As of the writing of this blog, Bill 26 has passed second reading and is before the Standing Committee on the Legislative Assembly for consultation and, so it remains to be seen if the above changes will come into force. That said, with the recent legislative attention on protecting employees with respect to sexual harassment and violence, it is likely that employers may soon need to revisit their policies and programs to account for domestic and sexual violence.
Old habits die hard. The Human Resources industry is obviously having a hard time abandoning the notion that 65 is the accepted age for retirement. Since amendments to the Ontario Human Rights Code in 2006, employers are prohibited from discriminating against employees based solely on age. Prima facie compelling retirement at age 65 is a breach of the Code.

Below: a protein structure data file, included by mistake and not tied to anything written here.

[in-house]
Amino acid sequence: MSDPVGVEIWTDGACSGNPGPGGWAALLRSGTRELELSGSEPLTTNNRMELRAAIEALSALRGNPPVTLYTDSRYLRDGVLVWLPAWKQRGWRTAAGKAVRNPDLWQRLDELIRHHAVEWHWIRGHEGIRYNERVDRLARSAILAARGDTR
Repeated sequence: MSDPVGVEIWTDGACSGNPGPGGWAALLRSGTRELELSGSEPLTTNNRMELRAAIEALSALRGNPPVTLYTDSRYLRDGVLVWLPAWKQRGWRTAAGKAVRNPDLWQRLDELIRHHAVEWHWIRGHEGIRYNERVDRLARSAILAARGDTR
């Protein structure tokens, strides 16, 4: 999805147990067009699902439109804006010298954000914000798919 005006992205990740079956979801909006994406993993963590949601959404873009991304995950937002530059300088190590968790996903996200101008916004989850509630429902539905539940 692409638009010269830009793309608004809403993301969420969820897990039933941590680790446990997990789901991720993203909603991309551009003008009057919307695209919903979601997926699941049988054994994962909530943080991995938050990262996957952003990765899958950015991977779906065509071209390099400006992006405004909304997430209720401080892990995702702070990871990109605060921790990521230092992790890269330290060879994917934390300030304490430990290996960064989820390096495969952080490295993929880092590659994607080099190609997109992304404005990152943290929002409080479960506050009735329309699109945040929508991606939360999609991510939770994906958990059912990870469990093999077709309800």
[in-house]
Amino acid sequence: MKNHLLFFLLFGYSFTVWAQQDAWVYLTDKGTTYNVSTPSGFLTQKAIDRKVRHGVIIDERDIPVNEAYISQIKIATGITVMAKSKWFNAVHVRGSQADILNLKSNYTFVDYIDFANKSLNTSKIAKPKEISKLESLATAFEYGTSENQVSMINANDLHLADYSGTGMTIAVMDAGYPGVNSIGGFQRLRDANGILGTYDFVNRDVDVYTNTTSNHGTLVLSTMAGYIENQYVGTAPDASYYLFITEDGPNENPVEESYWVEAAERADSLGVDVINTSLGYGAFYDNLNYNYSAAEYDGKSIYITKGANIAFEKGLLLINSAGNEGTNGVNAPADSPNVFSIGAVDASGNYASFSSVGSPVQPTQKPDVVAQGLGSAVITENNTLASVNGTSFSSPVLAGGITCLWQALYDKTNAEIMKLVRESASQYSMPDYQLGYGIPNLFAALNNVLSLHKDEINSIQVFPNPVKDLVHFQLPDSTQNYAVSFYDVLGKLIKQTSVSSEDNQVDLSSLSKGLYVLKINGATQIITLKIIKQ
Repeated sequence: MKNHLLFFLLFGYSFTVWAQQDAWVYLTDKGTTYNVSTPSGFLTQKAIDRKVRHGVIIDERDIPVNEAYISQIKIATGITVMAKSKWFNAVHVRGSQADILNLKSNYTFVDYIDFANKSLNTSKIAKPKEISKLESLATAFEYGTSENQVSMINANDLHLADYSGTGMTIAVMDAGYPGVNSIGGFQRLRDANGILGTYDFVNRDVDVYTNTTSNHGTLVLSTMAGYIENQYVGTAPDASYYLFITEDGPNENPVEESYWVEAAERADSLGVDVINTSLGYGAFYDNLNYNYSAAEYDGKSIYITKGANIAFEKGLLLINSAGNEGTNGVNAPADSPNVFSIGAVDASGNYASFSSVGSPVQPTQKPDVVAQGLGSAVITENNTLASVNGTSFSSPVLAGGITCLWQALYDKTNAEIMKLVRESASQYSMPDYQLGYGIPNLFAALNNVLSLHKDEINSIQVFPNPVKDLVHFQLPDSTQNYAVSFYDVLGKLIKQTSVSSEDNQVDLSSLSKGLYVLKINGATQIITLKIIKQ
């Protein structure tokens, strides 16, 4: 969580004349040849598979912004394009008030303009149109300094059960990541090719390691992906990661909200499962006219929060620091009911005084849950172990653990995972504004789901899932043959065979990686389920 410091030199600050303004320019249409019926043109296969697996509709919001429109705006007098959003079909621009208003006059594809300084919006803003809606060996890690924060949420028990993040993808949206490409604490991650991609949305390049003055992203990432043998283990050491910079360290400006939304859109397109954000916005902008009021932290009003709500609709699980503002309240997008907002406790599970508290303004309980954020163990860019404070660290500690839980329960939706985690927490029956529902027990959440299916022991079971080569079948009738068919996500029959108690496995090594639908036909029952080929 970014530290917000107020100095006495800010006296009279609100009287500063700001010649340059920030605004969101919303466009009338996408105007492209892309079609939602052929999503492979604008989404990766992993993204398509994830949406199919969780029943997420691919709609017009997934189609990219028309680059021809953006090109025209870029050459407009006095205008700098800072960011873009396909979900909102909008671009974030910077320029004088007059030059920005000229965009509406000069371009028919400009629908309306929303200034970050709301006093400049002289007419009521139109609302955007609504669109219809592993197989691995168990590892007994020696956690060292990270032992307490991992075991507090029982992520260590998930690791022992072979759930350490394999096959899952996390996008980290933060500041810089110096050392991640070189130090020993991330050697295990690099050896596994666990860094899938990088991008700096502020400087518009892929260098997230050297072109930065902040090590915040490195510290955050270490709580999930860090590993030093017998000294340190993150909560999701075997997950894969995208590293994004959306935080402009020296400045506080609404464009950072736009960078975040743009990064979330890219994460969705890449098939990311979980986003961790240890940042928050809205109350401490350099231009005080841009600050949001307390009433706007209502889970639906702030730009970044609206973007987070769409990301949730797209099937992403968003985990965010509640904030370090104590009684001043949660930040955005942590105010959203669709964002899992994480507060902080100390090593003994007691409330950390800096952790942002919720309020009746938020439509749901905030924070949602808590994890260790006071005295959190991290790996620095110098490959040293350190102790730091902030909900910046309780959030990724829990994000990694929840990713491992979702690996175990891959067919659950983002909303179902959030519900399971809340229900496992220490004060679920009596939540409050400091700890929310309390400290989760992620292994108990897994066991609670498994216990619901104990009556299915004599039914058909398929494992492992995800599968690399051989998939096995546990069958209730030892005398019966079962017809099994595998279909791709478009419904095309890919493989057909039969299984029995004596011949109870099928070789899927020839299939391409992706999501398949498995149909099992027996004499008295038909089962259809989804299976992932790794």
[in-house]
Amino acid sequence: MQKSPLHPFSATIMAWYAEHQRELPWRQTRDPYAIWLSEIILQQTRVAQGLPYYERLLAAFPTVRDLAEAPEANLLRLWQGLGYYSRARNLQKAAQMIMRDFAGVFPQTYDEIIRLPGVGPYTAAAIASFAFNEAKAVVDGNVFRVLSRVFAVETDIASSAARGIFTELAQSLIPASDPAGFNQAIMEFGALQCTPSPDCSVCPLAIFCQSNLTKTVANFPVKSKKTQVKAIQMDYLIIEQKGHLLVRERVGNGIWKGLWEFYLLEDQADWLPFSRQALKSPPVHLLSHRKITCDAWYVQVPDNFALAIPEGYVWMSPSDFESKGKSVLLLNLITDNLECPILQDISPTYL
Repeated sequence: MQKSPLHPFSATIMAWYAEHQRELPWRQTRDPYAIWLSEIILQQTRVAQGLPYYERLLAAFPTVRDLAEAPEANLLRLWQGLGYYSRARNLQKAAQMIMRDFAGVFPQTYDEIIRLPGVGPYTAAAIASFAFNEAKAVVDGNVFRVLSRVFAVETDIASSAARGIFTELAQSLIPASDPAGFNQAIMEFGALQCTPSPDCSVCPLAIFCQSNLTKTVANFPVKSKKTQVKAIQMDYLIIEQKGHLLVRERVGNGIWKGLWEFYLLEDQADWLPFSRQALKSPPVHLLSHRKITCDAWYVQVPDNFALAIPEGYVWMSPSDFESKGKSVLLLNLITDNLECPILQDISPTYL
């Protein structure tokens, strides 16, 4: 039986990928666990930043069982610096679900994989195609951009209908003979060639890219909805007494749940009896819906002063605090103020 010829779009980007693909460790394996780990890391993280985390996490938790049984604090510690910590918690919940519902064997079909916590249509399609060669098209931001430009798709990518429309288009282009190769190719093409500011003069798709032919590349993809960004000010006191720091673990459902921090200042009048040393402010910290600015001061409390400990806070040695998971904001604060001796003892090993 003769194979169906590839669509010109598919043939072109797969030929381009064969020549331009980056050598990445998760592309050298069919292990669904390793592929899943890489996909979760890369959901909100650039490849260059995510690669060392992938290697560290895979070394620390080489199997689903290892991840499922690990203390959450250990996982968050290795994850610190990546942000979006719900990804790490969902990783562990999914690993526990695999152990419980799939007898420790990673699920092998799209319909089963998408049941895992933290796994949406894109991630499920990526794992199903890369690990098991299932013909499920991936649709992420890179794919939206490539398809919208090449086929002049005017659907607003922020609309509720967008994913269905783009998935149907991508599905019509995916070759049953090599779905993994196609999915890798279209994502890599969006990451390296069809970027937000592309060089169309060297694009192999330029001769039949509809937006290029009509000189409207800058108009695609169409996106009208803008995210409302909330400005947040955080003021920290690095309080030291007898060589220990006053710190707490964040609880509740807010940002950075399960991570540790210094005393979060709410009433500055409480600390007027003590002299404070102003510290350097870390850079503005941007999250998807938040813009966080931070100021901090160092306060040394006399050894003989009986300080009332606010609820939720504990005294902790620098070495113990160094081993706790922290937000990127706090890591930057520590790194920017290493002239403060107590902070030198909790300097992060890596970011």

What is your workplace policy on protecting (accommodating) employees and others who have food allergies, environmental sensitivities and other “hidden” of “non-evident” potential disabilities?
You can’t say ‘Merry Christmas’ anymore—they have taken all the fun out of coming to work. What about my human rights? Wow! Where did all this negativity come from? I decided to do some research and look for the origins of this Christmas bashing and I turned up some interesting cases.